Hedgehogs are a native and widespread animal in Great Britain, and are one of the nations most loved animals. However, they are suffering steep declines due to habitat loss and fragmentation. A recent estimate has stated that there are approximately 1 million hedgehogs in Great Britain which represents a 97% fall from the 30 million estimated to have been present in the 1950’s.
Hedgehogs are a species “of principal importance for the purpose of conserving biodiversity” covered under Section 41 (England) of the NERC Act (2006), which means that planning authorities must have regards for the species when determining planning applications. However, how this is to be achieved has been difficult to determine.
Recently, there have been calls for hedgehogs to receive greater consideration within new developments, including a petition which gained more than half a million signatures to ensure every new housing development has built in holes for hedgehogs to move between gardens. These holes are commonly called ‘hedgehog highways’, and are achieved through incorporating a 13 cm x 13 cm hole in the bottom of a closed border fencing to allow hedgehogs to move freely between gardens. The style of fencing can also aid hedgehog movement, such as moving away from closed border fencing entirely, and utilising fences with open bottoms. These measures will also be in line with the Lawton principles of making our network of sites “bigger, better, and more joined up” as well as the National Planning Policy Framework (NPPF) 2019 which aims to “promote the conservation, restoration and enhancement of ecological networks and the protection and recovery of priority species”.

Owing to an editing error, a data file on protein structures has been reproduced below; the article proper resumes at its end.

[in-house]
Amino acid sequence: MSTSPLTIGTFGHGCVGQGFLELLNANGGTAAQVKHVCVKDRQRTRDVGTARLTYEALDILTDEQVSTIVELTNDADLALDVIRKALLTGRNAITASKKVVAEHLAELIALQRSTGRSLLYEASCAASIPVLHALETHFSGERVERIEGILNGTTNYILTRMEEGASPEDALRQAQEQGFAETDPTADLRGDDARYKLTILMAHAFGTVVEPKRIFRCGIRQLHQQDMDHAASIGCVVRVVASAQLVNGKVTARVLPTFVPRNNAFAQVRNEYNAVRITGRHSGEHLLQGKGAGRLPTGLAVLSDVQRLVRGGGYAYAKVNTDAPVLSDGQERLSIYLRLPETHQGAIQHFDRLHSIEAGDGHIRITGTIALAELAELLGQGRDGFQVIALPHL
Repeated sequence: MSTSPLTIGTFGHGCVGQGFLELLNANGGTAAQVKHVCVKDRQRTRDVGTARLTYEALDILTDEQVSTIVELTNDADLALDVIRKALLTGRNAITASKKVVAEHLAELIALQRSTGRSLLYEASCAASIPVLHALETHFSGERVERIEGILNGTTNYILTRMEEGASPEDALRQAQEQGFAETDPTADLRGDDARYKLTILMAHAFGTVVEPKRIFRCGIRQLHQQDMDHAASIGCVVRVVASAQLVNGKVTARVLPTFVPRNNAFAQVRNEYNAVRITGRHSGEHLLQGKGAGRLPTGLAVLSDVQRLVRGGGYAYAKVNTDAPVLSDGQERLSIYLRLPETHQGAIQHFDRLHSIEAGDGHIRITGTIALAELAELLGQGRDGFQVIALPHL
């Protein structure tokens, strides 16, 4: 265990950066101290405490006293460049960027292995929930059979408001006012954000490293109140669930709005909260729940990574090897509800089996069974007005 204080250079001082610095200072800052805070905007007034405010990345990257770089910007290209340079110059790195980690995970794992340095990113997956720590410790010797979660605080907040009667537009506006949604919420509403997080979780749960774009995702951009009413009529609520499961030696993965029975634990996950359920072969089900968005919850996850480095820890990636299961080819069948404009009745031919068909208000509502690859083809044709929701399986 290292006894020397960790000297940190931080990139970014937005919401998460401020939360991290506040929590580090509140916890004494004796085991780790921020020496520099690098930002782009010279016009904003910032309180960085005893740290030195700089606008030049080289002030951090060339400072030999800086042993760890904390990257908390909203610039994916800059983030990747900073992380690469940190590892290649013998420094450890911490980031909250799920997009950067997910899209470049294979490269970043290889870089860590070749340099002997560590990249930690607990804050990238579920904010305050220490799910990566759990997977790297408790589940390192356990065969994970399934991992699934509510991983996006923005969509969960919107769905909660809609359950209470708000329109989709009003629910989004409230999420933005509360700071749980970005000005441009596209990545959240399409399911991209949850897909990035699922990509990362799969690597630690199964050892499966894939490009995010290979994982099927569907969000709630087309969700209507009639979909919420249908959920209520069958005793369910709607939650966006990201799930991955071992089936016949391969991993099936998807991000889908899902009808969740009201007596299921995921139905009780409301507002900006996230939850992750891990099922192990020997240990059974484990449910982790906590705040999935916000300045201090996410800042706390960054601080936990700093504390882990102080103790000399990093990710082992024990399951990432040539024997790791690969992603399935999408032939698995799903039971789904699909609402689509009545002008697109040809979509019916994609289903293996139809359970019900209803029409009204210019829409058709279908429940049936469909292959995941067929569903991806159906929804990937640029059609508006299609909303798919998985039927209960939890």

The call for improvements to developments for hedgehogs has been aided by a new publication by Hedgehog Street “Hedgehogs and Development” — which is a collaborative project between British Hedgehog Preservation Society (BHPS) and People’s Trust for Endangered Species.
In response to these new calls for action, the UK government has provided new guidance on how to protect wildlife during the construction of new homes. The new guidance states: “relatively small features can often achieve important benefits for wildlife, such as … providing safe routes for hedgehogs between different areas of habitat.”
These new guidelines will ensure that all new housing developments incorporate hedgehog highways within new builds to ensure connectivity is provided, and also for a variety of other species. These measures have the potential to help aid the recovery of hedgehog and help achieve better ecological networks across the country.
If you would like further guidance on how to incorporate hedgehog highways and other measures to conserve hedgehogs in your development, please get in touch with our ecology team on firstname.lastname@example.org.